Giving Thought: Celebrate the giving season |

Giving Thought: Celebrate the giving season

Tamara Tormohlen
Giving Thought

This is the giving time of year. And while our generosity is rightly focused on family and friends around the holidays, it’s also appropriate to consider the broader community, where many other people need help. December may be the “most wonderful time of the year” for many of us, but short days and cold weather amount to huge risks for those in need. Some individuals and families may wonder where they’re going to sleep tonight or obtain their next meal.

Our region is a world-renowned tourist destination, but it’s also home to huge disparities of income, education and health. For this final column of 2017, I am highlighting nonprofit organizations that provide essential services to those in need, encouraging you to donate to the charity of your choice.

Catholic Charities of the Western Slope is a leader in providing charitable relief for individuals and families in the Aspen to Parachute region. Catholic Charities promotes self-reliance by providing supportive, safety-net services for vulnerable individuals and families. The agency’s main offices are in Denver with a regional office in Glenwood Springs, which tailors its services to meet the needs of the local community. Catholic Charities operates three main programs on the Western Slope: Emergency Assistance, helping those in an emergency financial crisis who are at risk of becoming homeless; Family Transitional Housing, helping families with housing placements, rental assistance, and case management; and Community Integration Services, helping immigrants to access community services and attain workplace equity. Catholic Charities works collaboratively with governmental and nonprofit organizations to provide well-integrated services.

Lift-Up, based in Rifle, specializes in meeting the food and nutrition needs of our low-income population. Lift-Up runs seven food pantries and two soup kitchens between Aspen and Parachute. Thanksgiving and Christmas holiday food baskets are distributed to more than 1,500 needy families. In addition, Lift-Up’s Extended Table Soup Kitchens provide free, warm meals year-round five nights a week in Glenwood Springs and two nights a week in Rifle. In partnership with LiveWell Garfield County and the Re-2 school district, Lift-Up runs a mobile lunch program for children in Rifle, New Castle and Silt on Fridays when school is not in session, incorporating fresh produce into its offerings through collaborations with local gardeners, farms and farmers markets.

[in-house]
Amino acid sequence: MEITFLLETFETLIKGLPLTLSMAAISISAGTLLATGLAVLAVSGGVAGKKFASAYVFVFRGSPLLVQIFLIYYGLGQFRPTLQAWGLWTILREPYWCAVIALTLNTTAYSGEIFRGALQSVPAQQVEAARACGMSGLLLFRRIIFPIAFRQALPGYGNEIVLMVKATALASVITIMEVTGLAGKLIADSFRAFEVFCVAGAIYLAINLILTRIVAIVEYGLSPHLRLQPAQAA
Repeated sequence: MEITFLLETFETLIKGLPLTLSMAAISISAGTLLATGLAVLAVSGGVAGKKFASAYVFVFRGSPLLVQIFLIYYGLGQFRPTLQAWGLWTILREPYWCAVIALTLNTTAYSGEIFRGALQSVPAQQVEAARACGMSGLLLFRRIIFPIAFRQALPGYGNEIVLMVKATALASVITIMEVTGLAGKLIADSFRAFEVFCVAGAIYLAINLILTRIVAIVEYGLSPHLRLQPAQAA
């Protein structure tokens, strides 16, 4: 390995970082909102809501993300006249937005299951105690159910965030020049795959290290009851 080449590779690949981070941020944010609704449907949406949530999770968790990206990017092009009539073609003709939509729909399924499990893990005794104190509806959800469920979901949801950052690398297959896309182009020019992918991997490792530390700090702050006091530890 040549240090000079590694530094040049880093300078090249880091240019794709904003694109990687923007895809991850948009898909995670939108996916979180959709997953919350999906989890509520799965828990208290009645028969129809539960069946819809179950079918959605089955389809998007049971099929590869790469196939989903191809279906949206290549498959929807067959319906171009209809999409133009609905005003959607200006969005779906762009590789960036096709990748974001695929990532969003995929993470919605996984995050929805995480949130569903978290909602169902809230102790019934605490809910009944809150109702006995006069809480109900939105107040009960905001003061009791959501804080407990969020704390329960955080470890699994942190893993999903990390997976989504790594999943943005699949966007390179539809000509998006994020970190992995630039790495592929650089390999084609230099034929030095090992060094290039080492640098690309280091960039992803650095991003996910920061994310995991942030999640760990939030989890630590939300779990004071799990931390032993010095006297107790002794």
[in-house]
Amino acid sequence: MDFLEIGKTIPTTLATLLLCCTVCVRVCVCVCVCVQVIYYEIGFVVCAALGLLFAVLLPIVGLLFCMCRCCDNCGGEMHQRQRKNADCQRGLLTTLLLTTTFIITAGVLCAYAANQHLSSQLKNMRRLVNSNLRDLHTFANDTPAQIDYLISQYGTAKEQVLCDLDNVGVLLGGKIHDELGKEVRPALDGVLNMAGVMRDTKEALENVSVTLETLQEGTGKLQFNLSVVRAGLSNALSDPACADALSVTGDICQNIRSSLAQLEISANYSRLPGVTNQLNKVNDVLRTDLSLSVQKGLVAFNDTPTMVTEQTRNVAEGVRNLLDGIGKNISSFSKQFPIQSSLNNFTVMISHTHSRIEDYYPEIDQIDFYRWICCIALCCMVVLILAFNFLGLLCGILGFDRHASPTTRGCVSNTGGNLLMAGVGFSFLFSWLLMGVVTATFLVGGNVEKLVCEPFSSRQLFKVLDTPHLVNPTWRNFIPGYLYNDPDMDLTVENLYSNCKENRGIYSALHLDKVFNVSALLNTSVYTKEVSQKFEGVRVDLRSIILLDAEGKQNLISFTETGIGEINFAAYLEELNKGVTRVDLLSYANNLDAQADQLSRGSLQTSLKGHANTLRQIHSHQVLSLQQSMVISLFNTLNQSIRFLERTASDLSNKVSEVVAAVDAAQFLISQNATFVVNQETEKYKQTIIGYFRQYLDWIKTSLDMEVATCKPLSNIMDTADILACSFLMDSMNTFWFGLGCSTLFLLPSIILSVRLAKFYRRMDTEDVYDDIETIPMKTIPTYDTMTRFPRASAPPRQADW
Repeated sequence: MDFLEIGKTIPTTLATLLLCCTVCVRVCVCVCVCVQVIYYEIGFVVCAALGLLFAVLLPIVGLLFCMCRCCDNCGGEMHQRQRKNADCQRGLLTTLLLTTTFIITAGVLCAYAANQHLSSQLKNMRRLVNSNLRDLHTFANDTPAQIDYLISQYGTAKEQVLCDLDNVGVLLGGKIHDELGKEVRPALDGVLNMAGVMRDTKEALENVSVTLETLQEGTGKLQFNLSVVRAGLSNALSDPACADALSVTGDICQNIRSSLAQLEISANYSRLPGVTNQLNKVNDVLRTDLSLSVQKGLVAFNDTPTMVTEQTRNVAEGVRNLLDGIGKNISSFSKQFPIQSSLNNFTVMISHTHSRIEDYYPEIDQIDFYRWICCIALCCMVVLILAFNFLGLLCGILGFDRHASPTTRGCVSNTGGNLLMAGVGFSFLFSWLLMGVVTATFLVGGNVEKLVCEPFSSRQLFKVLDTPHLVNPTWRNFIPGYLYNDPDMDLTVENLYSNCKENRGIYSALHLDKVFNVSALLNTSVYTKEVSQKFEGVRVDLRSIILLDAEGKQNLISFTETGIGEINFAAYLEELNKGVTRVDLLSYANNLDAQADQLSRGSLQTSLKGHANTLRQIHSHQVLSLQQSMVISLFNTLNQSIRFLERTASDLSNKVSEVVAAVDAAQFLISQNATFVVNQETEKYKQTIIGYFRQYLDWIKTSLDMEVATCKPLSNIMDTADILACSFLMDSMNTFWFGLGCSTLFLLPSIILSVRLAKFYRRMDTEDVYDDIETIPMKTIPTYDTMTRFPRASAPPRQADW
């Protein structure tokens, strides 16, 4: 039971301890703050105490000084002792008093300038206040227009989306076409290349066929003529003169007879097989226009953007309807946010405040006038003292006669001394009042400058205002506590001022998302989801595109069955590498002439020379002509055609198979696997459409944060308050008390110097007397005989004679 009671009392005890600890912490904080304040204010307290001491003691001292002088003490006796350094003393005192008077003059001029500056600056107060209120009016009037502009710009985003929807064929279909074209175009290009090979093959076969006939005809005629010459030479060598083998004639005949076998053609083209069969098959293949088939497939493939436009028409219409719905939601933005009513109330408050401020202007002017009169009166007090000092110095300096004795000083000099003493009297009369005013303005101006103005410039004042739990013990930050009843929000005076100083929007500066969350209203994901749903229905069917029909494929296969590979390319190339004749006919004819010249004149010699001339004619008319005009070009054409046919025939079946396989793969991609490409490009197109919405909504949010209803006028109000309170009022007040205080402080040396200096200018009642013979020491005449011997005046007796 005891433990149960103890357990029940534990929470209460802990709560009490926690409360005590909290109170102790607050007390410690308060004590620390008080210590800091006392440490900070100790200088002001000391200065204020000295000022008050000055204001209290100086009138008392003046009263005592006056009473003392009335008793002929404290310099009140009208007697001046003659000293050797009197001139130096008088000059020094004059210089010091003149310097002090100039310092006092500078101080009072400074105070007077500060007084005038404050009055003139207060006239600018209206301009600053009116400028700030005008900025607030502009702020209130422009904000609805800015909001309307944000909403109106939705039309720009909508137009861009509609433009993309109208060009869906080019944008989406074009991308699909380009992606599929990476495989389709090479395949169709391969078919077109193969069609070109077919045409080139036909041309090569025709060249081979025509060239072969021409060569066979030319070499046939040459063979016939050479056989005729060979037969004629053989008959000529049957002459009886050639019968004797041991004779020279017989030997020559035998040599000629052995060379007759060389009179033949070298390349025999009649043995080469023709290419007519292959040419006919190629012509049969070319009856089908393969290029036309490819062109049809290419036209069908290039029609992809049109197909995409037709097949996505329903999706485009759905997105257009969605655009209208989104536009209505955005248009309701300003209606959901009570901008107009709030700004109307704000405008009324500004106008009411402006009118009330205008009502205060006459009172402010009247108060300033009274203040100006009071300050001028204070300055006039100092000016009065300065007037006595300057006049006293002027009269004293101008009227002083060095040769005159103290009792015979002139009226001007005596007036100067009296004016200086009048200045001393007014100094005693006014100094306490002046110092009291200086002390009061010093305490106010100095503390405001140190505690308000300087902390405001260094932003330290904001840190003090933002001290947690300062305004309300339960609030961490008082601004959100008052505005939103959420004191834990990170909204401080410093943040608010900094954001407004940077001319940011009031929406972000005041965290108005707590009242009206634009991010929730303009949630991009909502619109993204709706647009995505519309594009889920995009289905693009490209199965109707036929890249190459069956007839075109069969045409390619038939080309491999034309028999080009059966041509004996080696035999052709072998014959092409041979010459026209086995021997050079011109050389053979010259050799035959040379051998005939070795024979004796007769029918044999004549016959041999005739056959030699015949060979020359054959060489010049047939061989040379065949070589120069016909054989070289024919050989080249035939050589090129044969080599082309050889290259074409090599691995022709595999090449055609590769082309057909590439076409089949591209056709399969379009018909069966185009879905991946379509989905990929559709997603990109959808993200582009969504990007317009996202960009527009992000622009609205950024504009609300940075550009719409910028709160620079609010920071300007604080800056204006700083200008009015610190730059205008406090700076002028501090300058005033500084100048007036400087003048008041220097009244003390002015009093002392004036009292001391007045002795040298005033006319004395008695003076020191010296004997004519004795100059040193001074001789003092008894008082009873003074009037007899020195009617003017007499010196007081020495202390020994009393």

The Aspen Homeless Shelter provides overnight housing during the four coldest months of the year — December through March — but also runs a year-round “day center” with laundry, clothing and hot showers, as well as a hot meal every afternoon/evening for anyone who needs it. In addition to these basic services, the shelter helps clients find work. On an average day, roughly 20 people will come through the door. These clients run the gamut from individuals who fit the definition of “chronically homeless” to professionals who have lost jobs or fallen on hard times for health or economic reasons. Homelessness isn’t as prevalent in the Rocky Mountains as in America’s big cities, but it’s certainly here.

The Salvation Army, visible throughout the region, provides emergency assistance to people in the Roaring Fork Valley. Services include funding for housing, utilities and prescription medication, transportation vouchers, and coats and blankets in the winter. Look for the red kettle and hardy volunteers at City Markets (and other retail locations) through Dec. 24h.

These nonprofit organizations and many others in Pitkin, Eagle and Garfield counties exist to help cover the gaps that our governmental human and social service agencies cannot fill. For nearly all nonprofits, the holiday season is vitally important for fundraising. But for those organizations involved directly in people’s basic needs — food, shelter, health care — this also is the front end of winter.

Since 1980, Aspen Community Foundation has supported and collaborated with hundreds of local charities on an array of issues. During this season of gratitude and abundance, please consider a donation to one or more of the nonprofit organizations in the Roaring Fork and Colorado river valleys that serve the less fortunate, or to ACF’s Emergency Assistance Fund, which supports many providers of essential services. Colorado’s Western Slope is a remarkable region, but it’s not immune from the same social maladies — poverty, hunger and their associated health problems — that ail communities across our nation.

Warm wishes for the holiday season.

Tamara Tormohlen is executive director of the Aspen Community Foundation.


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